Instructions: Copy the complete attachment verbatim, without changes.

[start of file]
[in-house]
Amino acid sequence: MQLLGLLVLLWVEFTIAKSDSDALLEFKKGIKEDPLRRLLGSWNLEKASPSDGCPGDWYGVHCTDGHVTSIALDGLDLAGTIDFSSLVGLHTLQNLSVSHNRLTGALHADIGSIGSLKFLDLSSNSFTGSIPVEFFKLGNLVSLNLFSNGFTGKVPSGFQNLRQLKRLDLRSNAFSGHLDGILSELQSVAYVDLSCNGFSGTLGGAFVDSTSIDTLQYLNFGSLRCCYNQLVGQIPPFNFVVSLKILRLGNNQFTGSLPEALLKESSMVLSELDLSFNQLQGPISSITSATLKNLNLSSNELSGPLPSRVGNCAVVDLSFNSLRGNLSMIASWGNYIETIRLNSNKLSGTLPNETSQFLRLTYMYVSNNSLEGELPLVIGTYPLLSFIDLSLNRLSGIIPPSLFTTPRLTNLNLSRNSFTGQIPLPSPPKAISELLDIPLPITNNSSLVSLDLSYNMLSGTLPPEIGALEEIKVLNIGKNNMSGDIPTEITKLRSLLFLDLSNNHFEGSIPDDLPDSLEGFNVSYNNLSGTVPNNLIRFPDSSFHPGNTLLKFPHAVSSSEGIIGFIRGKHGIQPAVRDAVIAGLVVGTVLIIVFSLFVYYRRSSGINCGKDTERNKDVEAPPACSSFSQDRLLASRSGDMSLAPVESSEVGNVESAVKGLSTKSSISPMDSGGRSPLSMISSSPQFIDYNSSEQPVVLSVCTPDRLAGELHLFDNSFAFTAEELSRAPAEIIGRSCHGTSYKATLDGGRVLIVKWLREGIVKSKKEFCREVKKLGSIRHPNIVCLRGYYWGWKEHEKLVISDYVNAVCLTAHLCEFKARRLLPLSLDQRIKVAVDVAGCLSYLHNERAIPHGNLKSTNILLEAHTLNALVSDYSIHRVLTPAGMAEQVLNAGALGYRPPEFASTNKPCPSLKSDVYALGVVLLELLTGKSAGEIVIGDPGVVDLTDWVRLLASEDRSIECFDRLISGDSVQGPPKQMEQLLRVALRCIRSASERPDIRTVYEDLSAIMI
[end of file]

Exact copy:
[in-house]
Amino acid sequence: MQLLGLLVLLWVEFTIAKSDSDALLEFKKGIKEDPLRRLLGSWNLEKASPSDGCPGDWYGVHCTDGHVTSIALDGLDLAGTIDFSSLVGLHTLQNLSVSHNRLTGALHADIGSIGSLKFLDLSSNSFTGSIPVEFFKLGNLVSLNLFSNGFTGKVPSGFQNLRQLKRLDLRSNAFSGHLDGILSELQSVAYVDLSCNGFSGTLGGAFVDSTSIDTLQYLNFGSLRCCYNQLVGQIPPFNFVVSLKILRLGNNQFTGSLPEALLKESSMVLSELDLSFNQLQGPISSITSATLKNLNLSSNELSGPLPSRVGNCAVVDLSFNSLRGNLSMIASWGNYIETIRLNSNKLSGTLPNETSQFLRLTYMYVSNNSLEGELPLVIGTYPLLSFIDLSLNRLSGIIPPSLFTTPRLTNLNLSRNSFTGQIPLPSPPKAISELLDIPLPITNNSSLVSLDLSYNMLSGTLPPEIGALEEIKVLNIGKNNMSGDIPTEITKLRSLLFLDLSNNHFEGSIPDDLPDSLEGFNVSYNNLSGTVPNNLIRFPDSSFHPGNTLLKFPHAVSSSEGIIGFIRGKHGIQPAVRDAVIAGLVVGTVLIIVFSLFVYYRRSSGINCGKDTERNKDVEAPPACSSFSQDRLLASRSGDMSLAPVESSEVGNVESAVKGLSTKSSISPMDSGGRSPLSMISSSPQFIDYNSSEQPVVLSVCTPDRLAGELHLFDNSFAFTAEELSRAPAEIIGRSCHGTSYKATLDGGRVLIVKWLREGIVKSKKEFCREVKKLGSIRHPNIVCLRGYYWGWKEHEKLVISDYVNAVCLTAHLCEFKARRLLPLSLDQRIKVAVDVAGCLSYLHNERAIPHGNLKSTNILLEAHTLNALVSDYSIHRVLTPAGMAEQVLNAGALGYRPPEFASTNKPCPSLKSDVYALGVVLLELLTGKSAGEIVIGDPGVVDLTDWVRLLASEDRSIECFDRLISGDSVQGPPKQMEQLLRVALRCIRSASERPDIRTVYEDLSAIMI